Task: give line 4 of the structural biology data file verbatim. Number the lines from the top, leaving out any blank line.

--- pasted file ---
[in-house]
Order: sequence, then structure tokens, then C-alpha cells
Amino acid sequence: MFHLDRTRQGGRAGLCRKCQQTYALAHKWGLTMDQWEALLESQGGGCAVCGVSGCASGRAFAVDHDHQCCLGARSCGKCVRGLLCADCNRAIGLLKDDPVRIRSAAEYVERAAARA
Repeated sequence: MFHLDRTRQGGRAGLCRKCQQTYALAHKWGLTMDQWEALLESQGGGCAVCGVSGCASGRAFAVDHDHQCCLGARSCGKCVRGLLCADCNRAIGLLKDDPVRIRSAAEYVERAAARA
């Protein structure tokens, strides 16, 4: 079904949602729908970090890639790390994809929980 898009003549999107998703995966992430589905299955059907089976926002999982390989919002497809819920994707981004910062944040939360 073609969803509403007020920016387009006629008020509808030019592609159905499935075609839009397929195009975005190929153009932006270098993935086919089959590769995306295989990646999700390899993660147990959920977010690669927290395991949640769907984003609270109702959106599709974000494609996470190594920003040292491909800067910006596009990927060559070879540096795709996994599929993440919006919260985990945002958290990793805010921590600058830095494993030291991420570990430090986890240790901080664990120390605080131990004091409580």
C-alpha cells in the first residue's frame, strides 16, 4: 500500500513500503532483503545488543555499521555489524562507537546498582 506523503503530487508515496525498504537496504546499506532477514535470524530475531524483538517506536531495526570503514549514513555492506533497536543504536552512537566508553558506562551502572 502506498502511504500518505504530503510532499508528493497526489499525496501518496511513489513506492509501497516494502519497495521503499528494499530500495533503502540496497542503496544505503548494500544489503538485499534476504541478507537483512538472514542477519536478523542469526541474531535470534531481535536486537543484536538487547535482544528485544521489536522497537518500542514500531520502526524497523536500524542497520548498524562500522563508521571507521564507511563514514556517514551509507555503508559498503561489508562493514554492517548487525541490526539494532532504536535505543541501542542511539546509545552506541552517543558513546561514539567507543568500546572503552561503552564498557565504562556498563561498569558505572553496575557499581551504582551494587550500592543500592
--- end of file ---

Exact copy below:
Repeated sequence: MFHLDRTRQGGRAGLCRKCQQTYALAHKWGLTMDQWEALLESQGGGCAVCGVSGCASGRAFAVDHDHQCCLGARSCGKCVRGLLCADCNRAIGLLKDDPVRIRSAAEYVERAAARA